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Khaled Mouammar: Palestinian Activism and the Immigration Board

First, dad Khaled.

When interviewed, he expressed bitterness about the evacuation of Jewish settlers from the Gaza Strip because, well, it's an excuse to express bitterness to the press:

Khaled Mouammar, Richmond Hill. A Palestinian Christian from Nazareth, his family became refugees in 1948. He is a former president of the Canadian Arab Federation.

"Where were these 900 international journalists in the last five years while the entire physical infrastructure of Gaza was being destroyed?

"We see weeping settler girls and women being interviewed. But there were rarely any interviews with the thousands of Palestinian women and girls who've had their houses bulldozed, their family members killed or imprisoned."

He is a signatory to the petition against the 2003 Geneva Accord between Israel and the Palestinian authority because it nullifies the "right of return" for Palestinians. He signed a similar petition criticizing George W Bush.

He helped organize trips for Yasser Arafat:

In the 1970s, her dad helped organize Yasser Arafat's Canadian visits. (Leila Khaled Mouammar -- more on her later)

Finally, besides his support for the PLO, especially during the violent phase during the 1970s, Khaled is a supporter of the Syrian occupation of Lebanon and of Hezbollah:

The Syrian army came to Lebanon at the request of the Lebanese and was instrumental in ending the civil war that raged for 15 years. The enemies of Lebanon are trying to disarm Hezbollah to implement the US and Israeli hegemony of the Middle East but they will fail. Notwithstanding the opposition that many Lebanese have for Syria's continued presence in Lebanon, most Lebanese are united in supporting the Lebanese resistance and in maintaining strong brotherly relations with Syria.

Khaled Mouammar, Richmond Hill, Canada

Next, Randa Mouammar, who shares the same phone number as Khaled, and who I assume is his daughter. She is a law student at the University of Western Ontario, and also deeply engaged in the stuggle against Israel:

SPHR campaign director and second-year law student Randa Mouammar said the purpose of the display was to show students the damage the wall will inflict on Palestinian families. "Every[one] else, except North America, has focused on the construction of this wall. [The North American media] has been too nonchalant about this issue," Mouammar said.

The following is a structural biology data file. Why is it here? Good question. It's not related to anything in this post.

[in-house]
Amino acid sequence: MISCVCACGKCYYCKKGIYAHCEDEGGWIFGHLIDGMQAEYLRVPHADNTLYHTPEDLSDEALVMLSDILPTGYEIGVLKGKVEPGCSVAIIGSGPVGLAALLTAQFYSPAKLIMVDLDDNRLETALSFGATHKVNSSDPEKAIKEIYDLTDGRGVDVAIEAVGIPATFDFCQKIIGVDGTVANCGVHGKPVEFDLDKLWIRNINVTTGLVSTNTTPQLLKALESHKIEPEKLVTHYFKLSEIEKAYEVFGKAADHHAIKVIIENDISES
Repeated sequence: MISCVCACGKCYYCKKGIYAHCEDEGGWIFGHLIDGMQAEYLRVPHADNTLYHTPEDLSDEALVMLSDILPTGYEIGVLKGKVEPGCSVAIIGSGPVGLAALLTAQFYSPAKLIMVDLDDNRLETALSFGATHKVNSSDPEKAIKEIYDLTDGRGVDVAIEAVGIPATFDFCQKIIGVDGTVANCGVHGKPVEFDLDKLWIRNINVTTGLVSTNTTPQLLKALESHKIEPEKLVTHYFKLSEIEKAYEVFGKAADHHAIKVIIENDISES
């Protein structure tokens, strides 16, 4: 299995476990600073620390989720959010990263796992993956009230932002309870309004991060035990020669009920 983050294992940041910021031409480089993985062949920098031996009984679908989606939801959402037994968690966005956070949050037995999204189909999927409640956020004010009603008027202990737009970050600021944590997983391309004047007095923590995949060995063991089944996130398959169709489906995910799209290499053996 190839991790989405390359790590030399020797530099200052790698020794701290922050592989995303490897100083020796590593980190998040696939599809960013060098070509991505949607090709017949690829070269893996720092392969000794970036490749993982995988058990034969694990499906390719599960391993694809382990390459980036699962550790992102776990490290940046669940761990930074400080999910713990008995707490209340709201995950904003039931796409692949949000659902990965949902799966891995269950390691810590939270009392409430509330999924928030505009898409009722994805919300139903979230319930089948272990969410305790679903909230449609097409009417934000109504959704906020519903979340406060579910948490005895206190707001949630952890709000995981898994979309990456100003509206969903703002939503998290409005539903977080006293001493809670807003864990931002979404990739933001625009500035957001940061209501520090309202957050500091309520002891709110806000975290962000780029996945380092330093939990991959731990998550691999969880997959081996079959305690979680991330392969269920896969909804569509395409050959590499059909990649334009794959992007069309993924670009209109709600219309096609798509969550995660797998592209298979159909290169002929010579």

The wall is being built to theoretically decrease or lighten terrorist attacks, [Hussam Ayyad, president of SPHR,] explained.

"The wall is a confiscation of Palestinian lands and is only increasing frustration, resulting in more terrorist attacks," Ayyad said. "It is not for security reasons; instead it is a way for Israel to separate and marginalize Palestinian identity, away from [their] land, [their] society and the people they belong to."

And she has a theory concerning the turmoil in the Middle East -- it would end once a Palestinian state is created:

The turmoil in the Middle East is largely the result of the Israeli occupation (of Palistine [sic]), and the politico-economic instability that has resulted from it. The threat of terrorism to Israel is the result of over 50 years of occupation directly and systematically destroying the cultural, economic and political integrity of the Palestinian people. It is the humiliation and denial of Palestinian dignity from daily military brutality, coupled with the socio-economic and political results of the occupation, that are responsible for the resistance known as terrorism.

The resistance known as terrorism? Sounds like she's a bit too comfortable with buses being blown up. But apparently Iran won't try to erase Israel off the map once the Palestinian state is in place.

Now daughter Leila, who lives in Montreal while attending Concordia University**. Well, sort of attending:

The second panelist, Concordia student and Palestinian activist Leila Khaled Mouammar, was suspended from Concordia for four months after the September 9, 2002 riot at Concordia that forced the cancellation of a speech by former Israeli Prime Minister Benjamin Netanyahu. Mouammar spoke against the general crackdown on student activism that she maintains is taking place in Canada and the US, pointing to the post-September 9 disciplinary measures at Concordia as one example.